As far as the class goes, students continue to work on their group projects and some of them are quite ambitious (regardless of my advice to stay “small” and “local”). Either way, students seem to be engaged and invested in their group projects. At the end of the semester, students will showcase their projects in class and complete project assessment reports. Groups are also encouraged to share their projects on a web 2.0 platform such as YouTube, FB, Blogger, etc. where they can comment on each other’s projects.
To counter my anxiety about "commenting" (facebook style, visible to all) on student work, I've decided to comment on their documents in the facebook group. In order for students to see my comments, they have to maneuver through an extra step. This is a thin layer of concealment to be sure, but I think it works for me. I do love the way I can open up their document and edit.
I've been handling the SWAs as very informal writing assignments--purely staging exercises for longer essays. So a lot of their writing has been pretty free form. This has worked extremely well. I think their ease with the technology coupled with low-stakes assignments really helps them get some words on the page. And after having graded their essays, I have to say, I think their work is good. If only I had an extra hour of discussion time with them...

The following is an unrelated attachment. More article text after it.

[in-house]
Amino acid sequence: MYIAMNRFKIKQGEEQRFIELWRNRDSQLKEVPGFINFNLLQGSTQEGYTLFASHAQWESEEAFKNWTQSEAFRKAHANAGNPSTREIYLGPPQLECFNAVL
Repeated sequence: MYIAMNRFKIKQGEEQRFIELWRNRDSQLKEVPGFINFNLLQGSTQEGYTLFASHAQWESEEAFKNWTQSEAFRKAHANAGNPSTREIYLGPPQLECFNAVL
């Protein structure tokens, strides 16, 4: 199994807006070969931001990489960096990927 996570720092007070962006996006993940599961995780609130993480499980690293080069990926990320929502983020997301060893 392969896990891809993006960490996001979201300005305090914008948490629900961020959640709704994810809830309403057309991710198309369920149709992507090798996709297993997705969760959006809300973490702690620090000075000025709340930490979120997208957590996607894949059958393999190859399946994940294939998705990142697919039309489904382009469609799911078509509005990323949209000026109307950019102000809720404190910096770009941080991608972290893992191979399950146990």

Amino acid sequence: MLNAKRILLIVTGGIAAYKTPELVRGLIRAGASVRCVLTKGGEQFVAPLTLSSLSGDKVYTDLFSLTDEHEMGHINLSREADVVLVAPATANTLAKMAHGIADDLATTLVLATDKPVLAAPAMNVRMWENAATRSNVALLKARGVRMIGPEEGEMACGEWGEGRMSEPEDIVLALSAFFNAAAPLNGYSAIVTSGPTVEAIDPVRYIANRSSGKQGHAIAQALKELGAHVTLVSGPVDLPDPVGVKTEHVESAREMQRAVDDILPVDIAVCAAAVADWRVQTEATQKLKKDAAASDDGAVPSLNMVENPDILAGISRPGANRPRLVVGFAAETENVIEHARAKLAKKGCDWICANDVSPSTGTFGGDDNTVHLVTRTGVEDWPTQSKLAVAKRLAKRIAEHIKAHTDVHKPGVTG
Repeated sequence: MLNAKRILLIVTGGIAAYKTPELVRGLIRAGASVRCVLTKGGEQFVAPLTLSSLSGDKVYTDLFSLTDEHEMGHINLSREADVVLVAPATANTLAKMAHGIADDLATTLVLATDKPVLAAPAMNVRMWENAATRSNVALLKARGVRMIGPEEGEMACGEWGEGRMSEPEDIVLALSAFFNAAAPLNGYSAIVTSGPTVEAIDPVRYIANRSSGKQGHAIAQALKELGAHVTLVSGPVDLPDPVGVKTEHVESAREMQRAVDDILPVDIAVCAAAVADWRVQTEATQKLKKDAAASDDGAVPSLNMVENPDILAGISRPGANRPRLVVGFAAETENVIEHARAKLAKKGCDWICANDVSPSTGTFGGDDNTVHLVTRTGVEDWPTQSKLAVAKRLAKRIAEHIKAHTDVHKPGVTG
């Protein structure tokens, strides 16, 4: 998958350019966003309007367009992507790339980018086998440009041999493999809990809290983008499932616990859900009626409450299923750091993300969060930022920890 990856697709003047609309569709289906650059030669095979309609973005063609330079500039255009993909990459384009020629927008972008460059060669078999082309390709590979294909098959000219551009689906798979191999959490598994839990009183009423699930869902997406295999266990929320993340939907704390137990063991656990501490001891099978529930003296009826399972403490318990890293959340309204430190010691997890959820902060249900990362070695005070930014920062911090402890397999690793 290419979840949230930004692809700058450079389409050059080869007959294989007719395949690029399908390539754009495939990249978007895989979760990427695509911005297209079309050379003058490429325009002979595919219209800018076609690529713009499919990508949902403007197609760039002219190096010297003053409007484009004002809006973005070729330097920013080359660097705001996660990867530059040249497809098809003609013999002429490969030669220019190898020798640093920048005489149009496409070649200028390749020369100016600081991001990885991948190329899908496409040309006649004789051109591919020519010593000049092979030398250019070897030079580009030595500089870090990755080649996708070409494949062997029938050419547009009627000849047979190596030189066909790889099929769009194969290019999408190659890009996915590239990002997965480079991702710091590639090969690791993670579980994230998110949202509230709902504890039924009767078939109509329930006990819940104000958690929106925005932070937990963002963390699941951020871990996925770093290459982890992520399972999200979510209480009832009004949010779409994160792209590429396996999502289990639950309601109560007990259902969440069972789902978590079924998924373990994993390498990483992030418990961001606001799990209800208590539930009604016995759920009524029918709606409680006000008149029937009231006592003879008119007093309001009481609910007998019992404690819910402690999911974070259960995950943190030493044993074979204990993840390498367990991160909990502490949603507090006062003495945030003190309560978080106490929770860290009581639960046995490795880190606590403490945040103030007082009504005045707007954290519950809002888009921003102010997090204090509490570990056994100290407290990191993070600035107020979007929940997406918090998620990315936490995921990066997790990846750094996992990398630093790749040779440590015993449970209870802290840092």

Why can't ENG102 be a 4-hour course?
Saturday, April 2, 2011
Luke and Media Lives students, thank you again :)
This Friday, I reviewed the first research paper assignment with my students and asked them all to accept invitations to Ann's LRC103 Ning. She has been kind enough to add me as an administrator which made the business of my students joining her class' Ning and creating profiles a breeze. Ann and I have tried this connection last year and it was somewhat successful. What became an issue last year, was that I, the inexperienced blogger that I am, completely forgot that Ann's students need to set up blogger accounts in order to comment on my students' blogs. So, this Friday, after my students joined Ann's Ning, I asked my students to post a message on their Ning page introducing themselves and inquiring if any LRC student will be willing to help with research. Then I invited all of Ann's LRC students to be author's on my class' blog. I'm hoping that some students, those who are a bit more motivated, will pair up on their own. Next Friday, after my students attend the Library Orientation Session, which Ann will be conducting, I'll check which students have connected with Ann's LRC students. Those who have not will be assigned partners by Ann and I. Also, as an extra incentive I told my students that their connection/exchanges via blogger or Ning with a student from Ann's LRC class, will count as extra credit. Keeping my fingers crossed.